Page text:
American hornbeam

Hello everyone,
I was fortunate enough to root a cutting from a neighbor’s American Hornbeam tree in the fall and I planted it in bonsai soil in January after the leaves developed. In the last week, the leaves are now weak and curling up. I haven’t changed anything with it’s watering schedule. I live in Virginia and the cutting has been inside the entire time. Can anyone direct me in the right direction?

I think potting it in bonsai soil was a mistake.

Since the cutting only developed roots in the Fall, the roots in January were still very immature. Bonsai soil can be a bit course and abrasive to such tender roots. Older plants survive the repotting process because of their extensive and fully mature roots. I’m thinking if I repotted a bonsai and gave it a good root pruning in the Fall, then repotted it again (no root trim) in January, I’d be doing much the same damage to any new roots on my tree. Given that the cutting has nothing but new roots, there’s no backup reserve to recover from damage.

Also, well draining bonsai soil may be a little too dry for such a fresh cutting. That really depends on the type of soil used.

I would recommend putting this plant into potting soil. Maybe dust the roots with rooting hormone or water the plant repotting with a mixture Miracle Gro Quick Start.

My personal approach with cuttings is to let them root for at least a year and repot at the appropriate time for that species. If I’m looking to get a great deal of growth, I’ll over-pot it and use a mixture of haydite (or lavarock) and potting soil. I want the cutting to get as much going in the roots as possible. The amendments are there to help with root ramification. If you want to get a jump on root depth, place a 4"x4" tile a few inches beneath the plant. The roots will still grow all around the pot, but should any heavy roots develop, they’ve already taken a turn at the tile. The earliest I will move a tree to a bonsai pot is when I’m happy with the trunk and the first few branches.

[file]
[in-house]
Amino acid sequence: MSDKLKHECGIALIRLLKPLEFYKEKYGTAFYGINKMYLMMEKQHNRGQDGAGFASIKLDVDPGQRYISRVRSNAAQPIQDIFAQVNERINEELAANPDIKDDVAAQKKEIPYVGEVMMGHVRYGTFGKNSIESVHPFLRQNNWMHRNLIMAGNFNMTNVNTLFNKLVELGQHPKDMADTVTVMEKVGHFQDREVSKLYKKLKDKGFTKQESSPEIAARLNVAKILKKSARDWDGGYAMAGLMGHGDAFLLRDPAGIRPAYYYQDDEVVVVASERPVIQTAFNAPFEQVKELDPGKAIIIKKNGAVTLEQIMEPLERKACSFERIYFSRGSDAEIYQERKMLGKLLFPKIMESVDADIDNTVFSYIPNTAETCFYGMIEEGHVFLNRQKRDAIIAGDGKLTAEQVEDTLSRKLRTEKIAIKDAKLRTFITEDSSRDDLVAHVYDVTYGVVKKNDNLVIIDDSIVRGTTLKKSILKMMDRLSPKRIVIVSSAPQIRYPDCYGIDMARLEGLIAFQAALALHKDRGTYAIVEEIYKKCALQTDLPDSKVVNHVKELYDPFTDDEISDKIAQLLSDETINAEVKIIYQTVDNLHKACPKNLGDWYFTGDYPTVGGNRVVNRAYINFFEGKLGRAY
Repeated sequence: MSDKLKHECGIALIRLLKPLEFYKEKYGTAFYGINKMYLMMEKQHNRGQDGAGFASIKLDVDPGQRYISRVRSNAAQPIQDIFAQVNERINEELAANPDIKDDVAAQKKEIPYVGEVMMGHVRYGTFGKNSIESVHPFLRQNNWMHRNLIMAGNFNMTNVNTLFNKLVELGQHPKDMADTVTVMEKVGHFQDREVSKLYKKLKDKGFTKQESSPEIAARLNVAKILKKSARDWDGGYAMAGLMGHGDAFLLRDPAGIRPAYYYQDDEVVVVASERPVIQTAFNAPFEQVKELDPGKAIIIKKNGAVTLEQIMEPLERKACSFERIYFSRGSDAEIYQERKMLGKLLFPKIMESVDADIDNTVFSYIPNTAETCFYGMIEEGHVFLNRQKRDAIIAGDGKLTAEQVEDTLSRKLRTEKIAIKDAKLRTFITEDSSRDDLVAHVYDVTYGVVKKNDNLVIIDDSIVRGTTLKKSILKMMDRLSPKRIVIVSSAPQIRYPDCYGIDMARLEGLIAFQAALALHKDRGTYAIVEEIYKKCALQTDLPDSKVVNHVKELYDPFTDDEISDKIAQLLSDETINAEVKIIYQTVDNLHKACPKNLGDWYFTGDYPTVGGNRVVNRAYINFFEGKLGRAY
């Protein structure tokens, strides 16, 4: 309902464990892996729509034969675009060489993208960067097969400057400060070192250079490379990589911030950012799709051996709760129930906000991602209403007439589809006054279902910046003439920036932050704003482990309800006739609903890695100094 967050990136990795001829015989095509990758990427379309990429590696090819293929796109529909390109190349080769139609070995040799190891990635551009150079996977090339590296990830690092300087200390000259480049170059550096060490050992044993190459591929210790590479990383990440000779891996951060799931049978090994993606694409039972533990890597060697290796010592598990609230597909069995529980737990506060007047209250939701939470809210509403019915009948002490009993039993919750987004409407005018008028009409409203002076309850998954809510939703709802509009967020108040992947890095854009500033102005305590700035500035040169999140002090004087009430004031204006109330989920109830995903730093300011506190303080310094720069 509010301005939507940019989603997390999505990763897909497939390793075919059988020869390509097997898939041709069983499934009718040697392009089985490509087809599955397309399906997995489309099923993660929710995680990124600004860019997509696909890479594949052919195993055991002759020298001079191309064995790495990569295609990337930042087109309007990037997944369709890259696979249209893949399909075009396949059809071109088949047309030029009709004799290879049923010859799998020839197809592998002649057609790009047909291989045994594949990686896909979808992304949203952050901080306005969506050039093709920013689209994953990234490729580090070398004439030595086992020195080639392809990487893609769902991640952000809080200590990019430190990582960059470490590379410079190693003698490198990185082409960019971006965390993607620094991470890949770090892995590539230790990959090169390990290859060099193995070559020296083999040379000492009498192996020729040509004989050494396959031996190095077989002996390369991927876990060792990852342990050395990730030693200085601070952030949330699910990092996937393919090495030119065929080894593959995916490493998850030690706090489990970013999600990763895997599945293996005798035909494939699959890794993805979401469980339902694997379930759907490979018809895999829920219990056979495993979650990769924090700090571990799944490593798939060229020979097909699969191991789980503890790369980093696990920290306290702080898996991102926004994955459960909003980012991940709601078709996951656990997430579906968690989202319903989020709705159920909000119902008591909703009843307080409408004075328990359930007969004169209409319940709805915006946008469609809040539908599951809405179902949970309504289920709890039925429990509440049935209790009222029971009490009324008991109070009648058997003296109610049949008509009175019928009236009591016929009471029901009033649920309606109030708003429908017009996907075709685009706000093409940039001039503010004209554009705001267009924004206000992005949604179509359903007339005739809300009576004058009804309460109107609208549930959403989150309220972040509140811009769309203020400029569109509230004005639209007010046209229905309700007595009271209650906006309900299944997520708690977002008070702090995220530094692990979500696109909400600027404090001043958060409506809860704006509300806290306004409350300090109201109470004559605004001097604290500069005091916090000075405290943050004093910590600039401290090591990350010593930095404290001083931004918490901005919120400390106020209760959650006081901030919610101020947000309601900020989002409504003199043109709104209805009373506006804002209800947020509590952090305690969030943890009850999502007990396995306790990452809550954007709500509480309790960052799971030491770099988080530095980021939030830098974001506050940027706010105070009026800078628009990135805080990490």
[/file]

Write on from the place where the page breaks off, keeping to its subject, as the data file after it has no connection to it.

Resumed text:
inside may be the problem? what has the light source been? also the loss of leaves does not necessarily mean the loss of a tree…

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It certainly sounds like your cutting has gone into shock.
Remember that ‘water’ grown roots uptake water, oxygen etc very differently to ‘soil’ grown roots, so your transition into a pot needs to be quite gradual.
As Bill suggests, I would move your cutting into a normal potting soil and keep it really quite damp. Try not to change any other growing conditions, keep the potted cutting in the same location it was in when it was in water. You should start to see signs of growth again soon.
Good luck :slight_smile:

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Thank you for your help and direction. How long do I wait to see if new growth comes back or is it dead? The roots looked somewhat healthy when I put it back to the regular soil. All of the foliage has died back.